In Figure 1 the paper or other material from which the envelope is made is opaque. This bein the case the major and intermediate' gra nations 10, 14 are so applied to the blank 2 (Fig. 3) that they will appear on the inside of the container as is well shown in Fig. 1. The graduations. are not visibie, excepting very faintl when holding the envelope u to the light, ut when the envelope is opene by pressing it on the creased sides and causing it to assume the conical shape all of the graduations are clearly visible so that the clerk can tell just how far to fill the container in selling the desired quantity of seed.

In the instance-of Fig. 1 the major graduations 10 extend completely around the inside of the envelope. This makes it easier for the accurate measure.

clerk to dispense an accurate measure of seed. The minor graduations 14 extend only part-way around, the proximity of the major graduations assisting him in leveling the commodity.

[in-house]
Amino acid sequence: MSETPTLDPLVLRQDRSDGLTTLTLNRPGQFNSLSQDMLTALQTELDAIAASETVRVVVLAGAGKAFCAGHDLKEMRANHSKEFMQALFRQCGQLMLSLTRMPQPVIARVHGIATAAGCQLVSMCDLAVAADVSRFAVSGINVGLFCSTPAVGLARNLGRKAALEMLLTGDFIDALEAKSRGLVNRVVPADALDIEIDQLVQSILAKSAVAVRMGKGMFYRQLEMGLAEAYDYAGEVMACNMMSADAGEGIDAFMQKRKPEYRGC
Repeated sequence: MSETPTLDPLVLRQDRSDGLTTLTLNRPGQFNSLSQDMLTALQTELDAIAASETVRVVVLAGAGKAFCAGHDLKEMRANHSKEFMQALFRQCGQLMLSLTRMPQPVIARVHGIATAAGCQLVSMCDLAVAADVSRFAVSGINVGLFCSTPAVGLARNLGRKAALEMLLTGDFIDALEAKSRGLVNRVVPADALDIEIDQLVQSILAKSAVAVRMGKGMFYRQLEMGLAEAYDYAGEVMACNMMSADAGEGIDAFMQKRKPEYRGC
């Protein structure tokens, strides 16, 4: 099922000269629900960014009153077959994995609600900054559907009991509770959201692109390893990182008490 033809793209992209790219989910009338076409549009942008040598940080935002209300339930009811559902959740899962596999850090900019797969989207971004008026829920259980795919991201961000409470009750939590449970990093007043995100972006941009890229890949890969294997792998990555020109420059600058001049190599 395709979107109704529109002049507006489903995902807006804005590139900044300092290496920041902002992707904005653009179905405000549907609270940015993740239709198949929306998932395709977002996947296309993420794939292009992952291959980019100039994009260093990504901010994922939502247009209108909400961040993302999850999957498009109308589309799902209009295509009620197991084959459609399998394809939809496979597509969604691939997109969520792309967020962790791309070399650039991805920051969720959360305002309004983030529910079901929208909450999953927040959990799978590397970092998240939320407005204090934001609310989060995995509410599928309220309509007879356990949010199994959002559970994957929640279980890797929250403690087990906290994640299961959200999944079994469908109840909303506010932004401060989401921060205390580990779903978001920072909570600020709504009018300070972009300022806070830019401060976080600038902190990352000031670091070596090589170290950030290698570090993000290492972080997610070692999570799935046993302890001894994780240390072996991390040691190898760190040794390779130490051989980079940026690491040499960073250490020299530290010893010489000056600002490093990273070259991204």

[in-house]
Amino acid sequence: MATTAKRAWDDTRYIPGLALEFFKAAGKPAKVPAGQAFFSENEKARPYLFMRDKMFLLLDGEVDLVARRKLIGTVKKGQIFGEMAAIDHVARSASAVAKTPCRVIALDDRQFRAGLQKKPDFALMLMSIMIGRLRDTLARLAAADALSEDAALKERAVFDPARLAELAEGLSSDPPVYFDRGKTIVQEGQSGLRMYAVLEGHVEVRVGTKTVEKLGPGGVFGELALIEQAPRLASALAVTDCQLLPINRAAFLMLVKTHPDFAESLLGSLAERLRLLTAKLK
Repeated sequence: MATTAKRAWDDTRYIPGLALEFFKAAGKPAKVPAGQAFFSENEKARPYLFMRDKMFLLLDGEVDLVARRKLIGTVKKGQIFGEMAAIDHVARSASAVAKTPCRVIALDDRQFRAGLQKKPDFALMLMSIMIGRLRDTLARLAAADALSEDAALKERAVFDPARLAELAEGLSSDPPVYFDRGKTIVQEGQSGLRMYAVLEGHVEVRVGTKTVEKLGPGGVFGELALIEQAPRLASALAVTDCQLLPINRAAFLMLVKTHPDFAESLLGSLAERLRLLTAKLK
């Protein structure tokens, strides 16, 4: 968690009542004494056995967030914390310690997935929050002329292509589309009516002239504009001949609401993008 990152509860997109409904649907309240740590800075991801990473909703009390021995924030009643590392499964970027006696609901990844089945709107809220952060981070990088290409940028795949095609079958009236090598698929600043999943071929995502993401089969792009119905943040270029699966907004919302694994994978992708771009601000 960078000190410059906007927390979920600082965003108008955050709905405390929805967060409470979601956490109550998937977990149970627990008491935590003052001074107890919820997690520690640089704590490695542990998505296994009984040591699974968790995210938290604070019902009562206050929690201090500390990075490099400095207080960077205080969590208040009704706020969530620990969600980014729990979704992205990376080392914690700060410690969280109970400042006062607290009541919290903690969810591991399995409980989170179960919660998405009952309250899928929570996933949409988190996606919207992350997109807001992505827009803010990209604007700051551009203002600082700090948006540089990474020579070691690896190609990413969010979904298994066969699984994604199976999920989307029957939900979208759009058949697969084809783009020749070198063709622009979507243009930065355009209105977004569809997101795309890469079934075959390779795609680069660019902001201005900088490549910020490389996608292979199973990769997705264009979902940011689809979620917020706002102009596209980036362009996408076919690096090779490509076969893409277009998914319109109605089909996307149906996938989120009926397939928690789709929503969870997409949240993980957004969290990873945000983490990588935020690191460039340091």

Figure 4 illustrates a translucent type of envelope. The paper or other material of which it is made is semitransparent. The are- 14 are applied externally of the envelope and only on one side although they might be applied to both sides if desired. pon opening the envelope in the manner already described the graduations will assume the horizontal position, and by watching the shadow of the seeds as the pouring-in operation proceeds the clerkwill be able to make a very corresponding parts are identified Figure also discloses -a' translucent type of envelope in line 12 and in which the arcuate graduations are substituted by smaller numbered graduations which merely serve as guidesin the filling of the container. By holding the container in a perfectly upright position and carefully pouring theseeds in until the shadow reaches the desired mark quite an accurate measure can be made: "Ot' course-the style of graduations-in the otherforms has many advantages over the arrangement in Fig. 6, but the illustration in the latter is given merely to show what variations-can be utilized within the spirit of the invention.